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FOX: Follow the signs to '04 surprises


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Follow the signs to '04 surprises

The only predictable thing about the modern NFL is the unpredictability of the standings. Only four playoff teams from 2002 qualified for the postseason in '03, the lowest carryover since the postseason field expanded to 12 in 1990.

That gives hope to the 20 teams that didn't make the playoffs last season. That also makes it increasingly strenuous to forecast the next season.

Prognostication isn't an exact science, but there are sure signs that can help identify the underachieving or up-and-coming teams that have the best shot of turning things around and jumping into the playoffs:

1. FIRST-CLASS COACHING: Start by looking for coaches who consistently have been to the playoffs. If the coach has a Super Bowl ring, the case for improvement is even stronger.

Mike Holmgren, Mike Shanahan, Dick Vermeil, Brian Billick and Bill Belichick, who had won six of the past seven Super Bowls before last season, led teams that didn't make the playoffs in 2002 into the postseason last year. Bill Parcells, a two-time Super Bowl winner, put the Cowboys back in the party after they went 5-11 in each of the three seasons before his arrival.

Of the other six playoff teams, just one -- the Panthers -- was coached by someone (John Fox) who never had been to the postseason.

What it means for '04: Jon Gruden and Joe Gibbs, the two other active coaches who have won Super Bowls, can't be counted out as they attempt to make the Buccaneers and Redskins forget disappointing seasons.

2. READY FOR PRIME TIME: Though great coaching can overcome shortcomings in talent, it doesn't hurt to have blossoming offensive weapons. Holmgren's Seahawks, for instance, wouldn't have made the playoffs last season if Matt Hasselbeck hadn't developed into a star.

What it means for '04: The Lions and Texans have surrounded third-year quarterbacks Joey Harrington and David Carr with good support at running back and wide receiver. The Bengals and Jaguars have high expectations for second-year quarterbacks Carson Palmer and Byron Leftwich.

3. IMPACT DEFENSIVE ROOKIES: Drafting prominent offensive skill players might grab more headlines, but rookies on defense often provide more immediate results -- even in specialized roles -- because they can rely on instincts and athleticism. Defensive backs Terence Newman (Cowboys), Ricky Manning (Panthers), Marcus Trufant and Ken Hamlin (Seahawks) and Eugene Wilson and Asante Samuel (Patriots) all were key contributors on playoff teams last season, as was Ravens outside linebacker Terrell Suggs, who had 12 sacks in situational duty.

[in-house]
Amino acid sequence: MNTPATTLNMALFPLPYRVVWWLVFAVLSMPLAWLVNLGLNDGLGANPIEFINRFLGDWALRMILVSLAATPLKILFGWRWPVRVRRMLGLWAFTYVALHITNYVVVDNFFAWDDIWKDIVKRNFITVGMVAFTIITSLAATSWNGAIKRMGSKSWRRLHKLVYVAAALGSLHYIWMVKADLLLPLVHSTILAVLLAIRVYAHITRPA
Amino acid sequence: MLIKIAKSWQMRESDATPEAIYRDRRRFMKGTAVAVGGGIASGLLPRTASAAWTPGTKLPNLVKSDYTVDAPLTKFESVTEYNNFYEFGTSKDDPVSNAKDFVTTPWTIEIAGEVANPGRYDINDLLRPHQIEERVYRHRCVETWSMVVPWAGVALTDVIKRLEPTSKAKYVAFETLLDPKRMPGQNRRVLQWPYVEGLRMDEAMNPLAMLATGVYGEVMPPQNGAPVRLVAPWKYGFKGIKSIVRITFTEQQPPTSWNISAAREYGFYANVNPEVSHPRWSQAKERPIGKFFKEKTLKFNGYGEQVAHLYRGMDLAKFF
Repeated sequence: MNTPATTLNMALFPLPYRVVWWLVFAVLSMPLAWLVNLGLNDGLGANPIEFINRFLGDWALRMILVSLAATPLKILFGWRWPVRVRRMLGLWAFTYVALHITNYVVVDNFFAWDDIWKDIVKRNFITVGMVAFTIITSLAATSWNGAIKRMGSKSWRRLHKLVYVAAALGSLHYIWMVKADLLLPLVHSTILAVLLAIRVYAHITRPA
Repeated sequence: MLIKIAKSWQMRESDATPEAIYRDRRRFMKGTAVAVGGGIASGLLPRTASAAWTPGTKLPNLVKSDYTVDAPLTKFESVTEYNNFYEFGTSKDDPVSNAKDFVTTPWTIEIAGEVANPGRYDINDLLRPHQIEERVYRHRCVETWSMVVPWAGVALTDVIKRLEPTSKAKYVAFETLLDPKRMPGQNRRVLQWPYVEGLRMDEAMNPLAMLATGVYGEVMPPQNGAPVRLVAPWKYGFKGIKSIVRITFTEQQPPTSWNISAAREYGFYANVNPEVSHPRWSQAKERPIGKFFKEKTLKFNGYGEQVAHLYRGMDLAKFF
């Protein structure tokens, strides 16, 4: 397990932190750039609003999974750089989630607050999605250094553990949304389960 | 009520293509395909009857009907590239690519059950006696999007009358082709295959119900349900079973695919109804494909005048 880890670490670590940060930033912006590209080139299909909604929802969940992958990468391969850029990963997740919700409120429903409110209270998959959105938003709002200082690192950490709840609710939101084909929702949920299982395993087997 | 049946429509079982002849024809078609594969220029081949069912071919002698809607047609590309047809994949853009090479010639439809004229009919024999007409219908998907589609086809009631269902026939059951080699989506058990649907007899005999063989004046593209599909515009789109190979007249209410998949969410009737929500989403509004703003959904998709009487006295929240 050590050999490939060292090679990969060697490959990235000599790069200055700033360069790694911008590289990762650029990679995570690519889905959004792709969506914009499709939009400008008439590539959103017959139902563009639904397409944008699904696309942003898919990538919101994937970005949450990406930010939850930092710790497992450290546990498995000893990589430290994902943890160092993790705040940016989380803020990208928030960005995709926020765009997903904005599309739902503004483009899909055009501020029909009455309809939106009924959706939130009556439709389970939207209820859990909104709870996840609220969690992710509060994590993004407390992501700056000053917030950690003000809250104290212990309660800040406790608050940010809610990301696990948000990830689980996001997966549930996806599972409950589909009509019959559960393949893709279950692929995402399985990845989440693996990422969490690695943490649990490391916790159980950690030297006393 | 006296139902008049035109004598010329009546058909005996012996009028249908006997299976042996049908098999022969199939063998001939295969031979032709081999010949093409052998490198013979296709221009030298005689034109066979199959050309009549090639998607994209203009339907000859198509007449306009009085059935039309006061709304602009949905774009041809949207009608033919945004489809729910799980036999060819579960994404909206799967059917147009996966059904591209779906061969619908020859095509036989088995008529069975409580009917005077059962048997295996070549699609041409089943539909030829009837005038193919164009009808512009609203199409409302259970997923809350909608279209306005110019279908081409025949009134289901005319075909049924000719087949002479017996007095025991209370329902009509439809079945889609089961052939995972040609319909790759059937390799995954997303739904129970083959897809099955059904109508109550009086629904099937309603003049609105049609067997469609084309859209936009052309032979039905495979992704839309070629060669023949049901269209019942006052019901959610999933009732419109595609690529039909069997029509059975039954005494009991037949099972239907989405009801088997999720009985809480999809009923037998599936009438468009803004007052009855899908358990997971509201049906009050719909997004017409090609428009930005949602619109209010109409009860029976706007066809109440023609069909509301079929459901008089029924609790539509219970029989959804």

What it means for '04: Watch out for cornerback Dunta Robinson (Texans), linebacker Jonathan Vilma (Jets), safety Sean Taylor (Redskins) and ends Will Smith (Saints) and Kenechi Udeze (Vikings). All will be filling major holes on their teams.

4. STABILITY IN THE POCKET: After the Panthers used an ineffective mix of Rodney Peete, Randy Fasani and Chris Weinke in '02, a big reason for the team's success last season was the leadership and solid play of Jake Delhomme at quarterback. The Rams replaced Kurt Warner after Week 1 last year, then won 12 of their final 15 games with Marc Bulger starting.

Eliminating controversy and doubt at the most important position can bring a team together.

What it means for '04: Having Michael Vick and Chad Pennington healthy for a full year should completely change the complexion of the Falcons and Jets. The Browns turning to Jeff Garcia and the Bills working to accommodate their offense to Drew Bledsoe's skills are two other positive developments.

5. HOW DID THEY FINISH? You can't tell much by what a team did in the first half of a previous season, but how it played down the stretch usually is a hint of things to come. Take the Seahawks, who used a 3-0 finish in '02 as a springboard for '03.

What it means for '04: The Saints and Dolphins, who have reputations for fading late, actually enter this season with momentum. New Orleans went 7-4 after a 1-4 start, and Miami won five of its final seven games. Another positive for the Dolphins: They have no division road games after November 1.

6. STRENGTH OF SCHEDULE: This is the NFL's built-in mechanism for parity. While the Chiefs, Panthers and Cowboys took advantage of the schedule to go from worst to berths last season, the Buccaneers, 49ers, Raiders, Steelers and Jets couldn't maintain their division-winning status.

What it means for '04: The most dangerous teams from the bottom of the standings who could shoot up are the Falcons, Jaguars, Lions and Jets.


After plugging all of these elements into the matrix, there are two clear front-runners as surprise teams for 2004: In the AFC, it's the Jaguars, who have the extra motivation that the Super Bowl will be played on their home field. In the NFC, it's the Redskins, thanks to Gibbs, Taylor and Clinton Portis.

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